Not trying to knock the movie for the sake of knocking it (I do have some respect for it, given that the American Film Institute deemed it one of the greatest movies of all time) but nothing \m/ happened. Half the movie was just shots of them riding along the highway. When “”Born to Be Wild”” was playing over one of those early shots, that gave me some hope. The next time there was one of those scenes it had a fairly decent song, so I figured I’d end up liking it in the same way I liked American Graffiti–for the music. But that was about it for the music I liked.

We’ve firmly established that I like for my movies to have some sorta narrative. Going in, I’d read the summary on the back of the box and was confuddled that it didnt really say much. Now I get why.

The one semi redeeming factor for me was that I did enjoy Jack Nicholson’s performance (although Im not sure about that thing he’d do whenever he’d drink). But there wasn’t really much else that got me going. According to IMDB, the original cut of the movie was 3 hours. all I can say, is thank God that got cut in half. I really dont think I coulda made it through much more.”


“Say what you want about the vampire craze. Im not tired of it. Although I am annoyed that some of the lesser vamps kinda tarnish the image for all of them. But I’ve loved vampires since Edward Cullen had braces (maybe not, but its been a while) and will still love them once this fad is over.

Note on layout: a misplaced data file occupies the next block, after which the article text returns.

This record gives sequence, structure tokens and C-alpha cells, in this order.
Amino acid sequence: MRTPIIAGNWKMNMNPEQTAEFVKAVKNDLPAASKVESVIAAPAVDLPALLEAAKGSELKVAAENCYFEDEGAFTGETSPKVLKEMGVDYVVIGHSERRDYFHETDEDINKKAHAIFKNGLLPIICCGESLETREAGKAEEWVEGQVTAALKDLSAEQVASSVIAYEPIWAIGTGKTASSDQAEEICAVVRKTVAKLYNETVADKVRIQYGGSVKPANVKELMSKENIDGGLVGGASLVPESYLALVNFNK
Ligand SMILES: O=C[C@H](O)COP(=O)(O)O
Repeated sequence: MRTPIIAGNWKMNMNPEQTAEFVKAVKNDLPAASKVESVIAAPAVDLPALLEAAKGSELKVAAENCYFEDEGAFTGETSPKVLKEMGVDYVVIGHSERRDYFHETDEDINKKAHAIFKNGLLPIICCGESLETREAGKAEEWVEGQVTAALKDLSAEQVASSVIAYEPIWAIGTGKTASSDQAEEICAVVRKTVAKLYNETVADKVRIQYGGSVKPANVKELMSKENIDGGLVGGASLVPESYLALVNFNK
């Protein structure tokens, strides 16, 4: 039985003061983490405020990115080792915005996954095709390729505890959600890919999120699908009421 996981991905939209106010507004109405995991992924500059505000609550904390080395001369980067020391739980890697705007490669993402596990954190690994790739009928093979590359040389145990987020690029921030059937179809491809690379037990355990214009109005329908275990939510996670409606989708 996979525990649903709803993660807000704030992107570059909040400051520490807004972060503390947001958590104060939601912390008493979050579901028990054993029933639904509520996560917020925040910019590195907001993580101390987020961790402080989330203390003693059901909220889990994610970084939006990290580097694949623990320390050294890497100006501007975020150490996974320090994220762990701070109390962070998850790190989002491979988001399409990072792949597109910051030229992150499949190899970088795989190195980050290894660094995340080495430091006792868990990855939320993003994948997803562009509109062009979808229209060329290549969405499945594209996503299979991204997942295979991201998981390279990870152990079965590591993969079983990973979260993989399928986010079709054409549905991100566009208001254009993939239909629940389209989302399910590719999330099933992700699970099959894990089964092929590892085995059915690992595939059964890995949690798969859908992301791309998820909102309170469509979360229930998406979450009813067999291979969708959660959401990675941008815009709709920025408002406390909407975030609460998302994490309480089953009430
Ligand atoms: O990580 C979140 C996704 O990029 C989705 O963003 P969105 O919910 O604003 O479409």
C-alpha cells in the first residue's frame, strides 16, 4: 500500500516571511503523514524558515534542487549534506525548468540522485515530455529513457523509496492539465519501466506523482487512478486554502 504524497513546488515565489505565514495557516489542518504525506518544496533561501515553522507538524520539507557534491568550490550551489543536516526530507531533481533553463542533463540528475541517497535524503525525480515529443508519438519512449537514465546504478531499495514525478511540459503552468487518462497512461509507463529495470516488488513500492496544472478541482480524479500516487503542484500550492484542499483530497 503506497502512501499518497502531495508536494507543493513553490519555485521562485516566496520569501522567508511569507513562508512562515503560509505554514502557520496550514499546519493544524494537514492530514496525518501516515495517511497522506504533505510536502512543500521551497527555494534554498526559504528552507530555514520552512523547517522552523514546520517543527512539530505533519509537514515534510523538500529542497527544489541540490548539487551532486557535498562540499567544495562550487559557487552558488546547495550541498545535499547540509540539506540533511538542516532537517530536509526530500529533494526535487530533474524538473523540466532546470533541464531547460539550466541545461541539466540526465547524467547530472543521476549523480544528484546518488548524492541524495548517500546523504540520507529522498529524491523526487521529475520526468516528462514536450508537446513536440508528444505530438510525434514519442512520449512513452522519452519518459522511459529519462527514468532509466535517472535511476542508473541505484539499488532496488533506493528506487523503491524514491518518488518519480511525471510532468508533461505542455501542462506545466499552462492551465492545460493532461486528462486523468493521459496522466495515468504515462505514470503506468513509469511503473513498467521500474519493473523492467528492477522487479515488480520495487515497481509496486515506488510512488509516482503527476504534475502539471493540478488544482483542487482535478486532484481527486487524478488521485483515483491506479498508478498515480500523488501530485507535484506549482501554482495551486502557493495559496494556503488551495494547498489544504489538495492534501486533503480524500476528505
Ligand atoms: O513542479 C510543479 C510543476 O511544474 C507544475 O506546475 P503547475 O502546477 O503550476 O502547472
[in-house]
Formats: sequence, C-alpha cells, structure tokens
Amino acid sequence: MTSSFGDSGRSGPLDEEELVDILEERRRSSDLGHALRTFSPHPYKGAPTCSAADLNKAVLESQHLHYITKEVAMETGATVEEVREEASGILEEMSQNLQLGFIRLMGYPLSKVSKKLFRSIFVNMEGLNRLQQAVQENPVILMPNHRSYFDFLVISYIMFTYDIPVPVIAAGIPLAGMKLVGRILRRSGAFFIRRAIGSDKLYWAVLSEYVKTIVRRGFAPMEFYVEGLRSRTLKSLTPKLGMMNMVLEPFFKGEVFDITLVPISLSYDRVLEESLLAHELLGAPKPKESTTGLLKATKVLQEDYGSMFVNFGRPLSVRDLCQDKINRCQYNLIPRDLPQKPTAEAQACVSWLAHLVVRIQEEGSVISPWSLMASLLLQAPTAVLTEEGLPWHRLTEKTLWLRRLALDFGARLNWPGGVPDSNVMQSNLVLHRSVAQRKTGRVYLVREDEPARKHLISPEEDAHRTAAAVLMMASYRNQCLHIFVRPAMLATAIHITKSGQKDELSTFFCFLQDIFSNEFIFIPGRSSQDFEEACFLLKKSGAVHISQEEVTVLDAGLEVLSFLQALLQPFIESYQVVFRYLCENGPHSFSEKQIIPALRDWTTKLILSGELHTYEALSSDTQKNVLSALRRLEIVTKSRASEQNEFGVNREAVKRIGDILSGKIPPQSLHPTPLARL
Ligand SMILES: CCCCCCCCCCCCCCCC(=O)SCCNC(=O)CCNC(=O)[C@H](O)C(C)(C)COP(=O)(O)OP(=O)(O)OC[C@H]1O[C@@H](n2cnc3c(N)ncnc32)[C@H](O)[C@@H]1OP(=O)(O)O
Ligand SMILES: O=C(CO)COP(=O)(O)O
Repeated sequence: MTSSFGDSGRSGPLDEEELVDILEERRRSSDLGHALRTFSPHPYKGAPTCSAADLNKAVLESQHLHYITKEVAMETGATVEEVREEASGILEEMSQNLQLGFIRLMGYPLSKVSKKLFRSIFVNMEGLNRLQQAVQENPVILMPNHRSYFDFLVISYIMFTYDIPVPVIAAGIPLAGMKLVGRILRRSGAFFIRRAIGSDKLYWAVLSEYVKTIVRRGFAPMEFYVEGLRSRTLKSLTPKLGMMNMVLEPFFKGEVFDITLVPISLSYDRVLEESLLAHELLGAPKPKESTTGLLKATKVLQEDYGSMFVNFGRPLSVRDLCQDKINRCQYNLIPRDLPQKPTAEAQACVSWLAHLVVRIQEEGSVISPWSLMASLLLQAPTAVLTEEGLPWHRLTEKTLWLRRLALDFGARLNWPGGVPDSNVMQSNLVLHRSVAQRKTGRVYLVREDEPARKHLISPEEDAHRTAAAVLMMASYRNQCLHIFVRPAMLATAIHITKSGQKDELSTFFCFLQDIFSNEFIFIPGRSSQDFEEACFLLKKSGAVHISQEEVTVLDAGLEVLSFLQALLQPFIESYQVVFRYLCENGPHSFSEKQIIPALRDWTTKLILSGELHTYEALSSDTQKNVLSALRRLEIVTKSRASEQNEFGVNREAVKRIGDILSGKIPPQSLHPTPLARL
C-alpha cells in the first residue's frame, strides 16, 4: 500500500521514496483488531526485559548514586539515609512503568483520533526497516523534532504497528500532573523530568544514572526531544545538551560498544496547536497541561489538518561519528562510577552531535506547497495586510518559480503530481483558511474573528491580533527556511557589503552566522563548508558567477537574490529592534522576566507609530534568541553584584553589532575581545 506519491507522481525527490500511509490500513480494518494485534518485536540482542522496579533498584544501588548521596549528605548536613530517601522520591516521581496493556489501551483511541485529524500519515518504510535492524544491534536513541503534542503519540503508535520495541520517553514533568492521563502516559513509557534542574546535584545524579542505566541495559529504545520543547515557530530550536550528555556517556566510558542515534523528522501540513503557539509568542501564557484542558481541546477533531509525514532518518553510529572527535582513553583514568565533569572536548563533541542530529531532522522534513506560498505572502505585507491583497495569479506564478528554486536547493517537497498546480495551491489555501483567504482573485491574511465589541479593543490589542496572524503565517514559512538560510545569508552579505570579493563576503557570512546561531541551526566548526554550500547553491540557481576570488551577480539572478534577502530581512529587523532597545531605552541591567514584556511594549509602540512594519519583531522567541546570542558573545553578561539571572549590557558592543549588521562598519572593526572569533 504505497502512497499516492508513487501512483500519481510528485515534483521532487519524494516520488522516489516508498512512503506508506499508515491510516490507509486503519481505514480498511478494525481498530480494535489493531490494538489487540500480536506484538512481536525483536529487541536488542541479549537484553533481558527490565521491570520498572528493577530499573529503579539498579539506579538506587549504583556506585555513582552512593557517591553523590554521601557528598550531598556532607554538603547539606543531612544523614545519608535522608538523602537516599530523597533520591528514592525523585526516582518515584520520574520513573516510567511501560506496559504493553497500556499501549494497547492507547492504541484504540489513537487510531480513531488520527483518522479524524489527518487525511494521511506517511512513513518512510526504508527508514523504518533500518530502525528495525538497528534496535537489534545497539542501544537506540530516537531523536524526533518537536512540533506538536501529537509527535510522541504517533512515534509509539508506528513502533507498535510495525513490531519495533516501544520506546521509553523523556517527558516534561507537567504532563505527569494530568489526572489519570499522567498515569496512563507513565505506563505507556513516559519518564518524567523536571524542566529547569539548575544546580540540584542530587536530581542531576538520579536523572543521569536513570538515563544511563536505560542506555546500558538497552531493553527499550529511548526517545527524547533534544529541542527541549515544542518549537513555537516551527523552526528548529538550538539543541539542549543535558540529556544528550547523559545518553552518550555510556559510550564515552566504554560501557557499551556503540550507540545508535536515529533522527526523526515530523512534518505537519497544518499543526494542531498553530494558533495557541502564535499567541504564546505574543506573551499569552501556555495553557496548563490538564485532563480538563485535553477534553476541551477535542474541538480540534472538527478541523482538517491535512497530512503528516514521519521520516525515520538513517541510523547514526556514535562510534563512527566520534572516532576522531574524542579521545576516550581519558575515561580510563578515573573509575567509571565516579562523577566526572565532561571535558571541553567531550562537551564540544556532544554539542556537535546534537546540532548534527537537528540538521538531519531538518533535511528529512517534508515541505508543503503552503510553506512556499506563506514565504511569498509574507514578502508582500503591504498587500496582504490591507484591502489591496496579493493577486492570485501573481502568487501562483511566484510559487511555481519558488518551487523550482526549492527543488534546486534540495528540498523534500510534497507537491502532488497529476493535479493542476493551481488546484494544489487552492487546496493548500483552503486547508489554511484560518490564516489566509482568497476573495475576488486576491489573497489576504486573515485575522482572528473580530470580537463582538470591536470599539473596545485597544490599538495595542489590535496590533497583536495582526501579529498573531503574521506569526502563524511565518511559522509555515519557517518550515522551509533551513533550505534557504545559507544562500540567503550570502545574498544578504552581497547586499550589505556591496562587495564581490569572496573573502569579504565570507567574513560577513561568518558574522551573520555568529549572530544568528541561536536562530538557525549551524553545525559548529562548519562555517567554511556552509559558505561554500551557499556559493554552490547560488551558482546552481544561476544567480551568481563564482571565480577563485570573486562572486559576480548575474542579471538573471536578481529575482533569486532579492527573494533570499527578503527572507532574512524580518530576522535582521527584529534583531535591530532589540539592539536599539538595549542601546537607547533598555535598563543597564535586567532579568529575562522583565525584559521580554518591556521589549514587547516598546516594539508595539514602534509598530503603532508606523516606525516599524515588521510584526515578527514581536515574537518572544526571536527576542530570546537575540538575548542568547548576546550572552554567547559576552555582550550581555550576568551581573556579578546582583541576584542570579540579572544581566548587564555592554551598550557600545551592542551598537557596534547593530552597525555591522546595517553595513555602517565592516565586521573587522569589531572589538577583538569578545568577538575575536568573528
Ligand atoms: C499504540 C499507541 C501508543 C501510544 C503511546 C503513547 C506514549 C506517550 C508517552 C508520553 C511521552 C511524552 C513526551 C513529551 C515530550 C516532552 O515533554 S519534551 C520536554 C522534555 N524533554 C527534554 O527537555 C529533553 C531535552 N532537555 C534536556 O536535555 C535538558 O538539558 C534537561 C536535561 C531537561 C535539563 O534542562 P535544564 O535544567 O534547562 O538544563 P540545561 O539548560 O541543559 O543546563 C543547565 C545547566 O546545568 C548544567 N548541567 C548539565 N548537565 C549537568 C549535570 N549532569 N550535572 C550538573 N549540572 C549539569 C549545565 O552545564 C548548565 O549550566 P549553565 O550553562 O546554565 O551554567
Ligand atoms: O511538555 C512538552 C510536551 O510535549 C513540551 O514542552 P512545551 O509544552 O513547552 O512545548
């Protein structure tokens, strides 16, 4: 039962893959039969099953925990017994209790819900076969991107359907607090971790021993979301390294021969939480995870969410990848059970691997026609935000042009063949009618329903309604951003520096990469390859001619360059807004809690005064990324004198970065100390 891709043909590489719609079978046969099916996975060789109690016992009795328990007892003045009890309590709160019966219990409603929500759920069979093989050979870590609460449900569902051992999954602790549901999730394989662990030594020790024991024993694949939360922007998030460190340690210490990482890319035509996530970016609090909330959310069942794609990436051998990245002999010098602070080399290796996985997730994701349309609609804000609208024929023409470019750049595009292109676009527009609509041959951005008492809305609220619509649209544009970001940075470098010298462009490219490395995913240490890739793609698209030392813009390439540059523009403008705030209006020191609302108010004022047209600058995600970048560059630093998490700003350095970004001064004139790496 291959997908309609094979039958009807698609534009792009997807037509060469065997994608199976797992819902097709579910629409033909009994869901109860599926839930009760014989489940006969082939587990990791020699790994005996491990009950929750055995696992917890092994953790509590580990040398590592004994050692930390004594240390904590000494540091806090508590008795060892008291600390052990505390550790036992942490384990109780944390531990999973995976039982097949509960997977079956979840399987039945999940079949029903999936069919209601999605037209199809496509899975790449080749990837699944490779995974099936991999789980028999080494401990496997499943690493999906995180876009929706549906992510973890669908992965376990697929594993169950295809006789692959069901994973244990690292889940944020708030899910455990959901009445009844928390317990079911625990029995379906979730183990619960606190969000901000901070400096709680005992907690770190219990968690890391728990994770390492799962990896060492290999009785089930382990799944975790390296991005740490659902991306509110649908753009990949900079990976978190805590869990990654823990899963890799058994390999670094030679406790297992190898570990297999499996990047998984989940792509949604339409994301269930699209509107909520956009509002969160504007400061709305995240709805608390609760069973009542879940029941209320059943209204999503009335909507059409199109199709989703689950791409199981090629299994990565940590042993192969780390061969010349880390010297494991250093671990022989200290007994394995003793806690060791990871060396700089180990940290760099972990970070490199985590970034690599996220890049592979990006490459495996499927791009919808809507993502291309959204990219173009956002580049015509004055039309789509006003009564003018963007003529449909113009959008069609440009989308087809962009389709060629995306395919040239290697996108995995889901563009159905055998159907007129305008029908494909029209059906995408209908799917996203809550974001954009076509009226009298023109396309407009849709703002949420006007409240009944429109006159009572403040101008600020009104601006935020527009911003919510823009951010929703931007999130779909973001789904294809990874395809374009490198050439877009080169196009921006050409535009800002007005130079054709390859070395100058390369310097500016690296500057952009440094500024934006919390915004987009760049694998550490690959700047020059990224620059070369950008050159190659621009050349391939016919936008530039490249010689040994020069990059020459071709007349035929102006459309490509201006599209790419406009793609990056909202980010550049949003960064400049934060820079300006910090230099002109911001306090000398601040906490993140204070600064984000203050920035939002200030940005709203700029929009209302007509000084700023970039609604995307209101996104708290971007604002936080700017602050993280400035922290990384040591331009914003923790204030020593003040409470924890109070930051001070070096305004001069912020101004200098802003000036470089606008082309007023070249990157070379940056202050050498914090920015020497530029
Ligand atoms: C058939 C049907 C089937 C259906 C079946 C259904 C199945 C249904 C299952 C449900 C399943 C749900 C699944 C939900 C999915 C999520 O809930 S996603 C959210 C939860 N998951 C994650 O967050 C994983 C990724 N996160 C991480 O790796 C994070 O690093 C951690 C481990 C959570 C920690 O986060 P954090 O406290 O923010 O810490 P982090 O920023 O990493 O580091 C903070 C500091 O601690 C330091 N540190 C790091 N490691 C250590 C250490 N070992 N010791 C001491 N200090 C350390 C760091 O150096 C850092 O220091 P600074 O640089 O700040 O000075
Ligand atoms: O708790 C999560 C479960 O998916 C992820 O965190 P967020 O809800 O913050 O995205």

While I have my core vamp lore that I love above all others (sorry I didnt mean for that to rhyme so much) namely that by Anne Rice and Joss Whedon, and lately Charlaine Harris, Im always really interested to see the mythology and vampire “”rules”” that someone else comes up with. That aspect tends to be kinda make or break for me. If you’re gonna stray from the usual, you’d \m/ better incorporate it in well. And if you’re creating something new, introduce it in a smart way. Otherwise, Im gone. That said, I would like to take this moment to applaud Daybreakers for the vampire world it created.

What was unique about this universe is that humans were the minority. I loved the opening sequence with its mix of backstory and vamp-centric advertisements, and snapshot of how the current world operates (ie, sign for school zone speed limit in effect from 2am – 3am). And that is what surrounded the morally gray area the film lived in. I just got off the phone with my parents and my daddy, in reference to the movie, asked me who won. My response was that it depends on how you look at it. “”You mean what side you’re on?”” “”No, more what outcome you wanted””. I just love that

The setup may have sucked me in, but the story kept me glued to it. Nothing too particularly spectacular, but it was very streamlined and interesting. Without going into spoilertastic detail, I’ll just say that I liked the way it played out and eventually concluded.